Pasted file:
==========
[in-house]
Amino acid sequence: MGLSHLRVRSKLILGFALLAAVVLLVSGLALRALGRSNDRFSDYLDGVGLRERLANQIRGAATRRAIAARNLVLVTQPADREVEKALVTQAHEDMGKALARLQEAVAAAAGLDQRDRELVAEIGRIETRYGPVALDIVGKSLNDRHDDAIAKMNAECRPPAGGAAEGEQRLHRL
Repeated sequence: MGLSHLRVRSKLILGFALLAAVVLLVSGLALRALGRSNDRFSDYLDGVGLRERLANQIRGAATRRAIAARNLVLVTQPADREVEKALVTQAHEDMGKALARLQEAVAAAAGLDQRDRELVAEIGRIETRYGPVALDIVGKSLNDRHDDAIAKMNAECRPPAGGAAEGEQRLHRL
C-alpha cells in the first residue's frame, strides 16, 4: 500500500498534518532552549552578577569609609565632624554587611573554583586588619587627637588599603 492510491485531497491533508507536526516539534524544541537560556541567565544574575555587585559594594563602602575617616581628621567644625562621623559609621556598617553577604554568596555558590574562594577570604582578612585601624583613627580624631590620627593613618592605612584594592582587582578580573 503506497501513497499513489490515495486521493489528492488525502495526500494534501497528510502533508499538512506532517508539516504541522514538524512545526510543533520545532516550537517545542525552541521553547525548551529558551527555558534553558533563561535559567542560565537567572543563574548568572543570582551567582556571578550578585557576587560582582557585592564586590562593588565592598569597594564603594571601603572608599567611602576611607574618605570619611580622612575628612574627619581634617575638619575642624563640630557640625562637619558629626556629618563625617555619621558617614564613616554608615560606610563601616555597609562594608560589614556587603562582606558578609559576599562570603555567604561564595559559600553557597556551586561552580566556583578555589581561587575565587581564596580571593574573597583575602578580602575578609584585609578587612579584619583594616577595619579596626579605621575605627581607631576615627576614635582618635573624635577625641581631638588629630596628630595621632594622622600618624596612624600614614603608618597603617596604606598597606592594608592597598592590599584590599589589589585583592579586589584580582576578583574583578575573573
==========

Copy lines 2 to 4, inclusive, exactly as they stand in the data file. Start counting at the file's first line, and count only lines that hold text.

Amino acid sequence: MGLSHLRVRSKLILGFALLAAVVLLVSGLALRALGRSNDRFSDYLDGVGLRERLANQIRGAATRRAIAARNLVLVTQPADREVEKALVTQAHEDMGKALARLQEAVAAAAGLDQRDRELVAEIGRIETRYGPVALDIVGKSLNDRHDDAIAKMNAECRPPAGGAAEGEQRLHRL
Repeated sequence: MGLSHLRVRSKLILGFALLAAVVLLVSGLALRALGRSNDRFSDYLDGVGLRERLANQIRGAATRRAIAARNLVLVTQPADREVEKALVTQAHEDMGKALARLQEAVAAAAGLDQRDRELVAEIGRIETRYGPVALDIVGKSLNDRHDDAIAKMNAECRPPAGGAAEGEQRLHRL
C-alpha cells in the first residue's frame, strides 16, 4: 500500500498534518532552549552578577569609609565632624554587611573554583586588619587627637588599603 492510491485531497491533508507536526516539534524544541537560556541567565544574575555587585559594594563602602575617616581628621567644625562621623559609621556598617553577604554568596555558590574562594577570604582578612585601624583613627580624631590620627593613618592605612584594592582587582578580573 503506497501513497499513489490515495486521493489528492488525502495526500494534501497528510502533508499538512506532517508539516504541522514538524512545526510543533520545532516550537517545542525552541521553547525548551529558551527555558534553558533563561535559567542560565537567572543563574548568572543570582551567582556571578550578585557576587560582582557585592564586590562593588565592598569597594564603594571601603572608599567611602576611607574618605570619611580622612575628612574627619581634617575638619575642624563640630557640625562637619558629626556629618563625617555619621558617614564613616554608615560606610563601616555597609562594608560589614556587603562582606558578609559576599562570603555567604561564595559559600553557597556551586561552580566556583578555589581561587575565587581564596580571593574573597583575602578580602575578609584585609578587612579584619583594616577595619579596626579605621575605627581607631576615627576614635582618635573624635577625641581631638588629630596628630595621632594622622600618624596612624600614614603608618597603617596604606598597606592594608592597598592590599584590599589589589585583592579586589584580582576578583574583578575573573